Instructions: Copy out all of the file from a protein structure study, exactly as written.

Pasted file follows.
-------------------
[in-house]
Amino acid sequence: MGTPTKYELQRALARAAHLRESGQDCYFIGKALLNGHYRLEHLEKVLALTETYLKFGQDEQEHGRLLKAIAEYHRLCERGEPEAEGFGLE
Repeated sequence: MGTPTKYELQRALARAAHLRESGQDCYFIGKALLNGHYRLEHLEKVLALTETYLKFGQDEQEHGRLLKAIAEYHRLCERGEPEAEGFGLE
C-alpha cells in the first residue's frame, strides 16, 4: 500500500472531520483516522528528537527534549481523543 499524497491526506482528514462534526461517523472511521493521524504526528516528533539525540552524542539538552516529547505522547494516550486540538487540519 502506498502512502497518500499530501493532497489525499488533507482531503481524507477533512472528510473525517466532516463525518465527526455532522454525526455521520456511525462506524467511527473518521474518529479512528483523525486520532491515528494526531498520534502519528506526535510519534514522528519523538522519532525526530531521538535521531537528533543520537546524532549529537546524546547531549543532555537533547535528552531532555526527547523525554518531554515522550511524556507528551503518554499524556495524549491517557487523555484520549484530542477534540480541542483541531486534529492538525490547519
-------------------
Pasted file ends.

[in-house]
Amino acid sequence: MGTPTKYELQRALARAAHLRESGQDCYFIGKALLNGHYRLEHLEKVLALTETYLKFGQDEQEHGRLLKAIAEYHRLCERGEPEAEGFGLE
Repeated sequence: MGTPTKYELQRALARAAHLRESGQDCYFIGKALLNGHYRLEHLEKVLALTETYLKFGQDEQEHGRLLKAIAEYHRLCERGEPEAEGFGLE
C-alpha cells in the first residue's frame, strides 16, 4: 500500500472531520483516522528528537527534549481523543 499524497491526506482528514462534526461517523472511521493521524504526528516528533539525540552524542539538552516529547505522547494516550486540538487540519 502506498502512502497518500499530501493532497489525499488533507482531503481524507477533512472528510473525517466532516463525518465527526455532522454525526455521520456511525462506524467511527473518521474518529479512528483523525486520532491515528494526531498520534502519528506526535510519534514522528519523538522519532525526530531521538535521531537528533543520537546524532549529537546524546547531549543532555537533547535528552531532555526527547523525554518531554515522550511524556507528551503518554499524556495524549491517557487523555484520549484530542477534540480541542483541531486534529492538525490547519